“Feminine Abstract” by Clare L. Martin, charcoal on paper, digitized, filtered. 2016.
“Marsh Song I*” Mixed media, Clare L. Martin ©2016
We drive westward along the Louisiana coast on a crumbling highway with my parents. The sky purples with becoming light. Our bellies are full of boudin and cracklins. Hot coffee is handed carefully from the front seat to my husband and I seated in the back.
We sing “J’ai Passe Devant Ta Porte” or “Bon Vieux Mari,” called by my mother and responded to by my father. Always my father embellishes his responses. My mother rolls down her window and points to the Roseate Spoonbills lifting from their roosts. My father stops singing and praises God.
A prayer is said for loved ones, wherever they are. More of the morning sky erupts over the marsh. I think of painters, how I wish to be one, how I have tried with my words. This day we are traveling to see Sandhill Cranes that have been spotted in Creole, a few miles from here. We always take the scenic route and happily travel from dawn to dusk.
How many times have we come to this slipping away land and been blessed by our forgetfulness of the world’s problems and our own? Countless. How much do I miss these two people who gave and saved my life? My longing cannot be measured.
To treasure the dead is our inheritance.
*I dedicate this artwork and these words to my beloved family, especially to my deceased loved ones, wherever they are.
Clare L. Martin
“Embryonic Self*,” mixed media, by Clare L. Martin
A tree held in its branches
a womb that carried me.
My strong heart
beat brilliant red
through fluid translucence.
A thick cord
connected me to roots
of the tree
into the blood
of the earth.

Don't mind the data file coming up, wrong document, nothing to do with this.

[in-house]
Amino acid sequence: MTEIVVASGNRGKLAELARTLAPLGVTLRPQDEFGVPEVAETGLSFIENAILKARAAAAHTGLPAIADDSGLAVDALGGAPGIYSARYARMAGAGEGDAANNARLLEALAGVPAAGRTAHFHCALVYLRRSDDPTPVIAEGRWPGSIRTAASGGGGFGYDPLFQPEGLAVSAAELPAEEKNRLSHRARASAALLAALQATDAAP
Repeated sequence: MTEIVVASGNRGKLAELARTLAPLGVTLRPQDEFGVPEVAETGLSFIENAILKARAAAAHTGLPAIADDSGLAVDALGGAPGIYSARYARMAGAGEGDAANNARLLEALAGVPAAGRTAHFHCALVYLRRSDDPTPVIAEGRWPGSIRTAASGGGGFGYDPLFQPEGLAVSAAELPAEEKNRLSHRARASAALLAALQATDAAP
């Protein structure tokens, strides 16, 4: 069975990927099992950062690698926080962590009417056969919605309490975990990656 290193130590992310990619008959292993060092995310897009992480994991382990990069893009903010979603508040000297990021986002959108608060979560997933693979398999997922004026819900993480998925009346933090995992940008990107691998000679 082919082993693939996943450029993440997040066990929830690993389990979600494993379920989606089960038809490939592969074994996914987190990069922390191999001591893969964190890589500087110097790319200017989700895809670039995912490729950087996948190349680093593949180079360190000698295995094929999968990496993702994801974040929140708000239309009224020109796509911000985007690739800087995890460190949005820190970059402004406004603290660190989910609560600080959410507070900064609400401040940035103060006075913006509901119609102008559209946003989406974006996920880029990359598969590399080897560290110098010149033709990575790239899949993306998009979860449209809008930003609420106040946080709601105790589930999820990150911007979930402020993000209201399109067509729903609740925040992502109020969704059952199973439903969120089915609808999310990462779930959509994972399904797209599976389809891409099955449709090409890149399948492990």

Who knew I would experience
such sorrow, such joy
once born into the world?
*Dedicated to Bessie Senette.
Clare L. Martin ©2016
after a mixed media art piece in the Angel Bath series by Dennis Paul Williams
The fetal heart stops
in a globe of light
their way through flesh
her cheek depressed
a doctor’s thumbprint
gray washes into amber
soft, blooded veins—
her mother bears
the crown of thorns.
Desiccation we know
because the artist
layers each dream
upon the other
the artist dreams
these dreams for us
to show us
when waters rise
when rains fall.
When mothers suffer
up to their necks
reach for the ceiling
pray for lightning bolt holes
through the roof: a delivery
of a different kind
the ever-ghost children
quickly go to ground—
still-hearted and all.
©2016 Clare L. Martin
Here is the workshop outline I offered yesterday to our local group of Renegade Writers. We meet every other Saturday to write new. We share the responsibility of leading the workshops on a voluntary basis. There is no requirement of attendance. We have an online presence on Facebook where we share ideas germane to writing and creative thought. Renegade Writers
July 23, 2016
Clare L. Martin
Listen to Ambient music (try Pandora’s Ambient station) without words. Let your eye zigzag around these words or your own wordlist of random words. Write down the words that resonate with you.
sin receive fabric cold heavy slice tender banal gift span taint dismal fountain bashful blend breath blue groan six fever bloom panic hallow veil frost become trill boast float grease tin capsule din air host seek whisper cannon lyrical walls toll patient aid oil hold pallor desperate temperament fecund virtual tantalize crease grind aspirate glean diamond dissonance heavens wicked stars oceans gallop crust obsidian curve rock mist colored tall river hope wood animal bell hunted believe final aspire delicious scare canopy stairs burst kind liar shunt plastic cantor carrion shine ghost saint skin terrible flash grave fire rust fear rose brunt dire burden gloss perpetrate scandal viscerate denial vibe eat ball
Framework– Here are suggested prompts for you to get your writing started. You can go in your own direction, of course.
Write the spell to undo a curse.